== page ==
In two-phase austenitic-ferritic CrNi-steels (25% Cr, 5% Ni) the austenite can be transformed into δ-ferrite near the fusion line during welding. During the subsequent cooling a re-transformation of this δ-ferrite occurs only partially resulting in the formation of thin shells of austenitic microcrystals along the grain boundaries. Because of the pre-dominating ferritic state, the steel now embrittles with decreasing temperatures just like other ferritic steels, but not so rapidly. During cracking, the ferrite grains are cleaved in the usual way along the {100} planes. When reaching the grain boundaries the crack stops due to the existence of regions of ductile austenite there. A new crack nucleus has to be formed in the neighbouring grain. Thus the grains crack in isolation from each other and the grain boundary regions are separated only after a certain yielding. Accordingly no river pattern is formed (Fig. 15.2c).

two-phase CrNi-Steel: isolated cracking of single grains, no river pattern;
Fig. 15.2c) Two-phase CrNi-Steel: isolated cracking of single grains, no river pattern [transgranular brittle fracture (cleavage)]

In hardened and tempered steels the martensite also cleaves along the {100} planes. Due to the strong differences in the orientations of single martensite blocks the crossing of grain boundaries by a crack is hindered analogously to the case of two-phase steel mentioned above, i.e. shear processes must occur to unite the cleavage facets, thus the river pattern is scarcely visible (Fig. 15.2d).

hardened low alloyed steel; fine faceted cleavage
Fig. 15.2d) Hardened low alloyed steel; fine faceted cleavage [transgranular brittle fracture (cleavage)]

Intergranular fracture

In general, no traces of any deformation processes can be found on the cracked grain boundaries. In the case shown in Fig. 15.3a the steel was carburized as the first step in the so-called case-hardening process. As is known, diffusion occurs preferentially along grain boundaries. During rapid cooling (quenching) the austenite is transformed to martensite. As a consequence of the carburizing, the former austenite grain boundaries now represent regions of oversaturation of carbon. During tempering, the carbon is bound in carbide, arranged as carbide shells which impede the gliding and thus provide the crack path. In case-hardening, the intergranular embrittlement can be avoided if hardening is not performed directly from the heat of the carburization process (as often done for economic reasons) but after a reheating. Finer grains are formed by the twofold phase transformation (normalization). However, the main reason for avoiding the embrittlement is that carbon diffusion can proceed in a satisfactory way from the former austenite grain boundary into the matrix.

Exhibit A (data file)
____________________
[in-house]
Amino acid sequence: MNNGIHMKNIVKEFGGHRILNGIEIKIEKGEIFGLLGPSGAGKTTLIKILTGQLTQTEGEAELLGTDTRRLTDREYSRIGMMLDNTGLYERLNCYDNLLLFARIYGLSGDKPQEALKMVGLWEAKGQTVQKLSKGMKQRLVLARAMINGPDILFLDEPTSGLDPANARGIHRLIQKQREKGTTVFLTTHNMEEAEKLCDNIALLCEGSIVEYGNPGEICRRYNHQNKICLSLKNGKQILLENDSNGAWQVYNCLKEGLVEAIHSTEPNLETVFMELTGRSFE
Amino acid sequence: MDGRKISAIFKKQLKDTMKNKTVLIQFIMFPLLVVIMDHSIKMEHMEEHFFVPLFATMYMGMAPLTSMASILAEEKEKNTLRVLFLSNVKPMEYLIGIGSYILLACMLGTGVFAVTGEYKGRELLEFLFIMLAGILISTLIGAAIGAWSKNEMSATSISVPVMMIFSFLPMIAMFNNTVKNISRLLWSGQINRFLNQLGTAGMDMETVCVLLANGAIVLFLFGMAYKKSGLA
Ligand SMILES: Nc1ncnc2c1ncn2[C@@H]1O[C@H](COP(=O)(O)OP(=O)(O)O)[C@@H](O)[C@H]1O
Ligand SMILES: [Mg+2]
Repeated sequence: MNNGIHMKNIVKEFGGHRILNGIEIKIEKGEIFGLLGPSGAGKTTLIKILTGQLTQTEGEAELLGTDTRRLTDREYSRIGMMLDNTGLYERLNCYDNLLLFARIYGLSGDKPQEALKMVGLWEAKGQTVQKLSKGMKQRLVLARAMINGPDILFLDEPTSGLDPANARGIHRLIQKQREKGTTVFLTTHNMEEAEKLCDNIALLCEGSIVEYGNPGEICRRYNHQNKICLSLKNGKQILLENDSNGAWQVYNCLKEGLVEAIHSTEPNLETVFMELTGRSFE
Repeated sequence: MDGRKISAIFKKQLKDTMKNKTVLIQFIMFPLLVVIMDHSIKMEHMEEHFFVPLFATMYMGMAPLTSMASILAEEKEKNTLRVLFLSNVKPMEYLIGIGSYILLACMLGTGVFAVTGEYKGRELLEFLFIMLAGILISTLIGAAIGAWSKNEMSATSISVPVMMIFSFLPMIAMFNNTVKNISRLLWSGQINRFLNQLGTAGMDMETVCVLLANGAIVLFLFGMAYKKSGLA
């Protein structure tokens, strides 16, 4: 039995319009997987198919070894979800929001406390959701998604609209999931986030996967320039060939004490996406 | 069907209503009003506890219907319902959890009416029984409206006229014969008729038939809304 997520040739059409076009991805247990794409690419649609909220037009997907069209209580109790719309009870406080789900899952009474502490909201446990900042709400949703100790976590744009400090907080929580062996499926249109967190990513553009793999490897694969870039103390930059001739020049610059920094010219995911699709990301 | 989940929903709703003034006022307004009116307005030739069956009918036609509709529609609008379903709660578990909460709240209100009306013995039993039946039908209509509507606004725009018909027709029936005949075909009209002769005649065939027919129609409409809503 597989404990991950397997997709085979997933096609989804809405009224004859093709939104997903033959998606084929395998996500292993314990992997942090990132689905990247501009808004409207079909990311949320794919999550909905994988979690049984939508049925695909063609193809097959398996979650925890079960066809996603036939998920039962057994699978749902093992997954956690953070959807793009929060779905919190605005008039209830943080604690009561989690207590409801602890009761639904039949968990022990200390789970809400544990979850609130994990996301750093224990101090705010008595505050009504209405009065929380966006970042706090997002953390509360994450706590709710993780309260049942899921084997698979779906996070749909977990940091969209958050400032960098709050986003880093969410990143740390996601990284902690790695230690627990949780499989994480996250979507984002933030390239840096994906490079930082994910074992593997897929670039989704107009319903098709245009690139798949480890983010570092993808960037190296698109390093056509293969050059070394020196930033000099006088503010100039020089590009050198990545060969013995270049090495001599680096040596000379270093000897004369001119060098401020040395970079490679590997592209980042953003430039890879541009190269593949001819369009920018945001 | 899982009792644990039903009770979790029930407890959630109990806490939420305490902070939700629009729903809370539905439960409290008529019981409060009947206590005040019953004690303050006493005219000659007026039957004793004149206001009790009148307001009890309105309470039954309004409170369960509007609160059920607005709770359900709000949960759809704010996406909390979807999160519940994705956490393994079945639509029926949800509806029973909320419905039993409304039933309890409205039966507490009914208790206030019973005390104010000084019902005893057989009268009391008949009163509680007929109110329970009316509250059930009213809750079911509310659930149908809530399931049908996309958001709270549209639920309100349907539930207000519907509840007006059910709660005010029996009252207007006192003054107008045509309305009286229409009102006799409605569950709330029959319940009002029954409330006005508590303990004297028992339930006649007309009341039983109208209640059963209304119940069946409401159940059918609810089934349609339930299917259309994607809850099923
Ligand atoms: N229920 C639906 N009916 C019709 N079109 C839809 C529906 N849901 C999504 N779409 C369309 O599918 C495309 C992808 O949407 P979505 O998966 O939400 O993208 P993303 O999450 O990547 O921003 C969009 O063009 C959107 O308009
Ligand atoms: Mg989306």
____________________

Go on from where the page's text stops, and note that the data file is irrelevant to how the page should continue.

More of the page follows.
case hardening: cracking of grain boundaries due to carburization
Fig. 15.3a) Case hardening: cracking of grain boundaries due to carburization [intergranular brittle fracture]

A more important problem is the so-called temper embrittlement that often occurs in large forgings because they cool down very slowly. Thus the usual covering of the austenite grains by sulfides (see the section on "hot cracking and overheating"), which is undercritical in ordinary cases, can be increased by diffusing atoms of arsenic, antimony, phosphorus etc. during cooling in the temperature range of 575 to 350°C.

When steel is annealed just below the melting point it can be "burnt", i.e. oxygen enters the steel deeply leading to internal oxidation. The penetration of oxygen occurs preferentially along the grain boundaries similar to the case of carburization which can become visible by the peeling-off of grain boundary shells (Fig. 15.3b).

internal oxidation: peeled-off grain boundary shells
Fig. 15.3b) Internal oxidation: peeled-off grain boundary shells [intergranular brittle fracture]

In the temper embrittlement mentioned above, the segregates at the grain boundaries are re-dissolved at higher temperatures. Therefore, by a reheating above 600 °C and fast cooling, the embrittlement is removed [10]. An exception to such dissolving behaviour is exhibited by the sulfides. This is the reason for the "relaxation cracking" in creep resisting steels: During welding, the grain boundaries in the region near the fusion line are enriched by sulfides in a very fine dispersion ("overheating"). When annealing for stress relief, the sulfide dispersion coagulates forming particles of about 0.1 ... 0.5 µm in diameter.

The generation of these particles should not be critical, however, it is accompanied by a second process [13 to 16]:

Creep-resisting steels are more or less alloyed with chromium, molybdenum and possibly vanadium or niobium to form thermally stable carbides. These carbides are dissolved in the above-mentioned critical region during welding and precipitate high-dispersively when annealing occurs. Surprisingly, in all such cases a small zone along the grain boundaries remains free of precipitates. Therefore, these zones have a very low creep resistance. The gliding necessary for stress relief is thus restricted to these precipitation-free zones, which at the same time are additionally weakened by the coagulating sulfides. The sulfides act as creep nuclei and voids are formed [17], joining together and producing cracks. Due to this process the fracture surface shows correspondingly fine dimples covering the grain boundaries (Fig. 15.3c).